The two subspecies of T. pallidum, pertenue and pallidum, share common glutamic acid-rich acidic repeat protein (arp) regions in their genome (11). Since this is a region that is shared between both pathogenic subspecies, molecular distinctions within this region can be made to classify them from one another. Of the four arp repeat motifs found in T. pallidum strains, type II was only identified in subspecies pertenue. Therefore if type II arp motifs were found in a pure T. pallidum sample, subspecies pallidum can not be present. It should be noted that type II motifs have also been identified in T. pallidum endemicum, which causes nonvenereal bejel disease but again, type II has not been identified in syphilis strains. The type II arp amino acid sequence is: R-E-V-E-D-V-P-K-V-V-E-P-A-S-E-R-E-G-G-E (8).

By examining the minor differences in the three subspecies' genomes medical professionals can better diagnose patients who suffer from either yaws or syphilis or both and therefore administer more effective treatments. In developing countries, treatments are administered after merely evaluating visual symptoms, and this less-informed practice can increase the risk of misdiagnosis (8). The arp gene has a potential membrane-spanning domain that expresses a lack of tryptophan residues. These anchors keep proteins attached to the membrane; therefore it is possible that the arp gene may contribute to subspecies pertenue's lack of surface proteins. Because the arp is most effectively studied as an identifier region, there is little evidence to positively support any arp-functionality theories (11).

The tpr gene family comprise 2% of the T. pallidum genome and probably evolved through gene duplication and gene conversion throughout its evolutionary history (5). The function of tpr is not entirely known but it may be to create antigenic diversity for the pathogen (5). There are three subfamilies within this gene and they can be analyzed to study the evolution of all subspecies within the genus Treponema. It is evident that subspecies pertenue is more closely related to subspecies pallidum than to subsecies endemicum. The close genetic relationship is due to various recombination events between the two subspecies (5). Because there is little genetic difference between their sequences it is doubtful that the evolution of yaws and syphilis were separated by a dramatic time frame, as evidenced by their phylogenetic trees.

Prevention

Lesion One Week After Penicillin Treatment. / PHIL

There are various antibiotics such as tetracycline that can be administered for treating patients infected with yaws. However, the most prevalent drug used in treating any stage of yaws is penicillin G benzathine because its side effects are minimal compared to its counterparts (10). For instance, tetracycline can increase hypoprothrombinemic resulting in delayed clotting of the blood or may cause spontaneous bleeding. Penicillin G benzathine is considered as bactericidal because it affects cell wall biosynthesis during active growth. A single injection can kill the treponemes in a few minutes, while lesions are considered healed within almost a day (10). According to a study in the late 1900s, other treponemal diseases such as endemic syphilis (Treponema pallidum pallidum) are closely related to yaws in which there are no distinct differences in their antigenic and immunogenic properties. Also, bone lesions and joint lesions, which are frequent in yaws and endemic syphilis, show no distinct differences in appearance (6). Similarly, endemic syphilis can be treated with penicillin G benzathine.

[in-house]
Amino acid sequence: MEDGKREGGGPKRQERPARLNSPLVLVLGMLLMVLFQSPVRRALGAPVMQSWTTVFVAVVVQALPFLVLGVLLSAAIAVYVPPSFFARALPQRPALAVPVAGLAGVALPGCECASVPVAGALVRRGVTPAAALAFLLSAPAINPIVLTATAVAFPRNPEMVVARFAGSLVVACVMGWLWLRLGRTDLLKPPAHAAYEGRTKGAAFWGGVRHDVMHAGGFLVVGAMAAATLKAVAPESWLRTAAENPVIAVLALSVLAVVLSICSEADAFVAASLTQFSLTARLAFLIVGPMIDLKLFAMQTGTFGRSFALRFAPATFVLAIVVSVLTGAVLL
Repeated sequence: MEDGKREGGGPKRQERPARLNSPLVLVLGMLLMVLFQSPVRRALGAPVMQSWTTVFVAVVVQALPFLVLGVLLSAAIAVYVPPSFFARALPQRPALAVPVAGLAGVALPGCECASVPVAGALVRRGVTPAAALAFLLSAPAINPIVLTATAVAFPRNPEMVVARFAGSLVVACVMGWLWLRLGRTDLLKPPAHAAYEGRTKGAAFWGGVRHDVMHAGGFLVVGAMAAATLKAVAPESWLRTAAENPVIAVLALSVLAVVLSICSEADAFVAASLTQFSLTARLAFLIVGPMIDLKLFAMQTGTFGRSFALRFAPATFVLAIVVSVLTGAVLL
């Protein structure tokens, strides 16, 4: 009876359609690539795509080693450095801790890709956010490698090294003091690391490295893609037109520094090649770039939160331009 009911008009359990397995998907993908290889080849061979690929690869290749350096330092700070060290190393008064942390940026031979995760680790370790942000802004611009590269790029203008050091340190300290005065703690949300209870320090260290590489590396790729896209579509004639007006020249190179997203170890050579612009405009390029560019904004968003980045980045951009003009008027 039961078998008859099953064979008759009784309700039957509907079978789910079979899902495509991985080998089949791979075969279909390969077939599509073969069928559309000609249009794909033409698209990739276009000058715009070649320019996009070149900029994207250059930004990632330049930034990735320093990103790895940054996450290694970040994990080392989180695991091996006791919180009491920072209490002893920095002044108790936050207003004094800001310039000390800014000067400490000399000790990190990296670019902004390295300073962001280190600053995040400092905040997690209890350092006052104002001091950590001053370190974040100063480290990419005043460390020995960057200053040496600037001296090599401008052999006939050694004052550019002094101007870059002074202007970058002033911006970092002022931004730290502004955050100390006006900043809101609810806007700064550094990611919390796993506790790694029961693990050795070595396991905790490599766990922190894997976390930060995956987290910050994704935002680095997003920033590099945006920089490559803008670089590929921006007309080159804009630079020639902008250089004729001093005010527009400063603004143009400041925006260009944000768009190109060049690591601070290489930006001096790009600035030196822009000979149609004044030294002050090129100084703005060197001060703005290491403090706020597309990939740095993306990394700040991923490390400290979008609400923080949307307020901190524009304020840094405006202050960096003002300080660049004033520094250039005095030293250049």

Yaws in India

Ecology of Yaws in India in the 1950s

Yaws has been particularly prevalent in the districts of Bengal, Travancore, Assam, Burma, and Ceylon in the 1950s (9). Sociological and geographical factors had caused a potential problem in this region of the world that had expanded to be sources of other predicaments economically and politically. At this time, mass serological testing had revealed a high number of cases of yaws around the world. India resulted in 25-30% positive tests of several different population groups tested for serological reactors (7). This led to the search for solutions and medical responses to eradicate the spread of yaws.

Environmental factors revolved mainly around the moisture content and temperature in tropical and sub-tropical areas (7). High humidity specifically targets high moisture in the skin and an increase in skin infections from diseases and bacteria. High temperature had been observed especially in the areas of Burma and Assam, which fell within the isotherm region of 80°F (9). However, during the winter season, when temperatures have fallen to approximately 65°F on average, yaws had a higher tendency to resemble syphilis, where it may change its form and be nurtured (9). During the winter months, it was rare to see the painful lesions and the characteristic yellow-encrusted yaws on the skin that usually occurs in warm, moist regions. These attributes were frequently mistaken as syphilitic. Yaws had also been found to be more prevalent in the hills of Assam than on the plains, where the altitude nears the 80°F isotherm region. The hills had been recorded at heights between 1,000 and 5,000 feet above sea level (9).